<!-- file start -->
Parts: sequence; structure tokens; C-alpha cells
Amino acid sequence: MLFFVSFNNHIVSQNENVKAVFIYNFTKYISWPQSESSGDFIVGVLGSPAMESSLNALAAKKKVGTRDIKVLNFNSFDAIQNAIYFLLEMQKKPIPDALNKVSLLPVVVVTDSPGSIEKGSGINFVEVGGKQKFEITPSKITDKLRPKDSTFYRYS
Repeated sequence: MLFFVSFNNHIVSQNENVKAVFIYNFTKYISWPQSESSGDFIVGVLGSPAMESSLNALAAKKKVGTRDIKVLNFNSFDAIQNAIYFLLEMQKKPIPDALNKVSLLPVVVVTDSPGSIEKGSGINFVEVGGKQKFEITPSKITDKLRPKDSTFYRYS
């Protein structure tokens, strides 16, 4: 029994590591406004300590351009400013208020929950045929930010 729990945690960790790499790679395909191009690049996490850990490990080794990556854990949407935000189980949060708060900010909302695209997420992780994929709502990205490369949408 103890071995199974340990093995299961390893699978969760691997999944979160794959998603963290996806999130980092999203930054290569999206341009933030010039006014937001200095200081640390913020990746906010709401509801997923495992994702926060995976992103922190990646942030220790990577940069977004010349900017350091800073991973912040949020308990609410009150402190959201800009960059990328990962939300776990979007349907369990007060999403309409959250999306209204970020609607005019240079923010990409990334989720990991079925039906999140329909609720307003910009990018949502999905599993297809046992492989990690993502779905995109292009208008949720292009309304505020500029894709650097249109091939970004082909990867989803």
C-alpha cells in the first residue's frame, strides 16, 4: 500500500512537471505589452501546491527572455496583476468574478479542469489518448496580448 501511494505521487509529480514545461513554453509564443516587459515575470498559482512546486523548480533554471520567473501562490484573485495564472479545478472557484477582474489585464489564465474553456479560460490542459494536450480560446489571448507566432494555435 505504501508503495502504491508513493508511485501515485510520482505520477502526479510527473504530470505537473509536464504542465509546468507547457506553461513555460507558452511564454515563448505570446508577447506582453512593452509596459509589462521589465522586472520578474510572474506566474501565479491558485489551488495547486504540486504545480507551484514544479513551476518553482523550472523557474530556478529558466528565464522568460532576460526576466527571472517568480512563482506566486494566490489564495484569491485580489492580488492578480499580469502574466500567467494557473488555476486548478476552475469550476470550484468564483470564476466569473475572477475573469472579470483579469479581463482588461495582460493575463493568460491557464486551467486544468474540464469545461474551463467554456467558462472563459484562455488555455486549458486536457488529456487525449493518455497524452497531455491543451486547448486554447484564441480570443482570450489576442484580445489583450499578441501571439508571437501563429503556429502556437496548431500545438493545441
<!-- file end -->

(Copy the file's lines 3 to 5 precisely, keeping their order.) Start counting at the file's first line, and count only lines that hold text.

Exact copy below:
Repeated sequence: MLFFVSFNNHIVSQNENVKAVFIYNFTKYISWPQSESSGDFIVGVLGSPAMESSLNALAAKKKVGTRDIKVLNFNSFDAIQNAIYFLLEMQKKPIPDALNKVSLLPVVVVTDSPGSIEKGSGINFVEVGGKQKFEITPSKITDKLRPKDSTFYRYS
């Protein structure tokens, strides 16, 4: 029994590591406004300590351009400013208020929950045929930010 729990945690960790790499790679395909191009690049996490850990490990080794990556854990949407935000189980949060708060900010909302695209997420992780994929709502990205490369949408 103890071995199974340990093995299961390893699978969760691997999944979160794959998603963290996806999130980092999203930054290569999206341009933030010039006014937001200095200081640390913020990746906010709401509801997923495992994702926060995976992103922190990646942030220790990577940069977004010349900017350091800073991973912040949020308990609410009150402190959201800009960059990328990962939300776990979007349907369990007060999403309409959250999306209204970020609607005019240079923010990409990334989720990991079925039906999140329909609720307003910009990018949502999905599993297809046992492989990690993502779905995109292009208008949720292009309304505020500029894709650097249109091939970004082909990867989803």
C-alpha cells in the first residue's frame, strides 16, 4: 500500500512537471505589452501546491527572455496583476468574478479542469489518448496580448 501511494505521487509529480514545461513554453509564443516587459515575470498559482512546486523548480533554471520567473501562490484573485495564472479545478472557484477582474489585464489564465474553456479560460490542459494536450480560446489571448507566432494555435 505504501508503495502504491508513493508511485501515485510520482505520477502526479510527473504530470505537473509536464504542465509546468507547457506553461513555460507558452511564454515563448505570446508577447506582453512593452509596459509589462521589465522586472520578474510572474506566474501565479491558485489551488495547486504540486504545480507551484514544479513551476518553482523550472523557474530556478529558466528565464522568460532576460526576466527571472517568480512563482506566486494566490489564495484569491485580489492580488492578480499580469502574466500567467494557473488555476486548478476552475469550476470550484468564483470564476466569473475572477475573469472579470483579469479581463482588461495582460493575463493568460491557464486551467486544468474540464469545461474551463467554456467558462472563459484562455488555455486549458486536457488529456487525449493518455497524452497531455491543451486547448486554447484564441480570443482570450489576442484580445489583450499578441501571439508571437501563429503556429502556437496548431500545438493545441